Alexa Woloshyn Curator's Statement
Indigenous Futurisms, a term coined by Grace Dillon (Anishinaabe), explore alternative narratives of Indigenous self-determination and decolonization by conceiving of Indigenous-centered futurities. My CAS project examines decolonial visions and praxis in Indigenous Futurist creative work to challenge settler colonial narratives in Pittsburgh and beyond.
Two examples of Indigenous Futurisms came to mind when the COVID-19 pandemic shuttered the university, canceled my project’s spring programming, and isolated me in my house for a still-unspecified duration. The first was Anishinaabe author Waubgeshig Rice’s novel Moon of the Crusted Snow (2018). This piece of Indigenous Futurist speculative fiction immerses us in a small Anishinaabe community that must reckon with a sudden loss of power and communication. The novel is a gripping read that reveals Anishinaabe lifeways, critiques settler colonialism, and recalls long histories of resistance and resilience. One of the novel’s most potent themes is community and kinship (human and more-than-human) in Indigenous survivance (a concept from Anishinaabe scholar Gerald Vizenor).
The second was the track “Virus” from Indigenous DJ-Producer collective A Tribe Called Red, featuring rapper Saul Williams and drum group Chippewa Travellers. The title, of course, is almost too spot-on. But the “virus” of this Indigenous Futurist song and video is a metaphor for settler colonialism: in this case, the dominant settler culture is the Alie Nation; the nation of resistors—the Halluci Nation, consisting principally of Black, Brown, and Indigenous citizens—forms community and kinship, rejecting the narrative that they are “a conquered people.”
In both of these examples, kinship networks are foundational to Indigenous ways of being and knowing. Contact disrupted and devastated Indigenous kinships between humans and other-than-human relatives—trees, waterways, beavers, and bison, to name only a few. This is why—despite the commonly-expressed fear that we are nearing or in an apocalypse—Indigenous Futurist work reminds us that Indigenous peoples have been living in a post-apocalyptic world since Contact.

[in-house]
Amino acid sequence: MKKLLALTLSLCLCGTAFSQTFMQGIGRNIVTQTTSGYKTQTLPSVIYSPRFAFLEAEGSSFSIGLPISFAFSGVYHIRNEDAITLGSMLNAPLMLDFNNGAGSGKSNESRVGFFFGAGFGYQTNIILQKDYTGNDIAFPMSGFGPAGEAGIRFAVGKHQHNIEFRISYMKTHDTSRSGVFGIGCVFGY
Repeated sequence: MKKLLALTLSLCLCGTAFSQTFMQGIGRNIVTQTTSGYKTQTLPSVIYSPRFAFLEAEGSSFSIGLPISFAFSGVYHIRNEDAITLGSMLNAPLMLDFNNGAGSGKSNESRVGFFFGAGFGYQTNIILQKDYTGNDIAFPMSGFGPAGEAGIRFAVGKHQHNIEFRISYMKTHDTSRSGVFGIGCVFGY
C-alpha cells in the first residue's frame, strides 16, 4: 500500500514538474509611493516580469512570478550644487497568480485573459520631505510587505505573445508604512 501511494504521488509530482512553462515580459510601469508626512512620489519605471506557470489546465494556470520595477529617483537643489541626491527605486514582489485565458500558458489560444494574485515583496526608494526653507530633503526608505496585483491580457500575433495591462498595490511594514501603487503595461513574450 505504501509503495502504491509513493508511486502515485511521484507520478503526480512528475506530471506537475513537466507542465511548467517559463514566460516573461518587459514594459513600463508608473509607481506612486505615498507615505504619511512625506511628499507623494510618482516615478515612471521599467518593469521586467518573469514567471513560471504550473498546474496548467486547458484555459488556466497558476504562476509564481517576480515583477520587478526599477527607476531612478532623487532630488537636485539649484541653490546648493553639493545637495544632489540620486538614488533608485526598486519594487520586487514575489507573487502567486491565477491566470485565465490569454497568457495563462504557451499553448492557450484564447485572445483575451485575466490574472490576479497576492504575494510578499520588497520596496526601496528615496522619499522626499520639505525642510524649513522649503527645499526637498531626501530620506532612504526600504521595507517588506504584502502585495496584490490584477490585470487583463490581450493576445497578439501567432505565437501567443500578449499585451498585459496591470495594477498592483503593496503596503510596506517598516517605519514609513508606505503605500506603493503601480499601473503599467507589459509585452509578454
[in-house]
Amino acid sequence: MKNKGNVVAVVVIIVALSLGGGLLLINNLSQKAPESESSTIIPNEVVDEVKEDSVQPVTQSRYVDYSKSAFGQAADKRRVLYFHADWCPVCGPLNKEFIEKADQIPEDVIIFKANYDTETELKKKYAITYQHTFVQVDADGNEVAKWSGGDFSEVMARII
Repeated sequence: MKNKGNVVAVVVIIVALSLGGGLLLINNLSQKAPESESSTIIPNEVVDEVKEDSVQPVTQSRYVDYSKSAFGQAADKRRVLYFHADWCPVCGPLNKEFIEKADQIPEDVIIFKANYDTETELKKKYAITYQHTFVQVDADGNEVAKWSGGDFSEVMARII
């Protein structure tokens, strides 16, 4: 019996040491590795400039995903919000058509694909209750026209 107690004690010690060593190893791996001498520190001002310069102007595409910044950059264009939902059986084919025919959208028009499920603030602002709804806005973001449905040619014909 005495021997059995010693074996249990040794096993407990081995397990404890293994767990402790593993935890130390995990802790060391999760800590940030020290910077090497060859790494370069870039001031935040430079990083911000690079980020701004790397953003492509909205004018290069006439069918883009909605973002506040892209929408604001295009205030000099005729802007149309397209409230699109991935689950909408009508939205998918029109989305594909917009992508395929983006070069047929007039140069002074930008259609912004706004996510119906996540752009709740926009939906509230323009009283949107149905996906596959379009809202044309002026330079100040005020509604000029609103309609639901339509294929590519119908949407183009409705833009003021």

In this time of social isolation, our kin—our relationships—have come into sharper focus. Who are we isolated with? Isolated from? Who are we trying to care for—at a safe distance? How are we re-imagining safe and fulfilling kinship relations in times of grief or celebration? How can mutual aid expand our kinship networks? This newsletter presents two new works by Indigenous creators that consider these questions.
Morgan Overton is a Black Meherrin artist from Pittsburgh and a graduate student in social work (who completed her program this month!). These perspectives guide the vision behind her new painting, “Stay Safe.” This painting grounds us in the local Pittsburgh scene; we are prompted to think about connection and support, portrayed here between the Black grandmother and her grandchild. Overton asks us also to consider the larger societal context: here in Pittsburgh, where Black bodies are systemically oppressed and where Indigenous bodies are invisible, what can expansive kinship look like? How can mutual aid transform the existing inequities in the city?
Métis writer and educator Chelsea Vowel writes speculative fiction, which she calls Métis Futurisms. In “A Lodge Within Her Mind,” Vowel’s protagonist lives in our near future, “six months into her share of global isolation,” in Edmonton, Alberta, Canada. She struggles to define her time, her body, her thoughts against monotonously incessant anxiety, boredom, depression, and loneliness. Vowel explores the contrast of isolation and connection, longing for “an end to solitude.” Vowel’s story shows how hope can be rebuilt: “The possibility of turning in a different direction, a direction full of expansive kinship, of mutual aid.”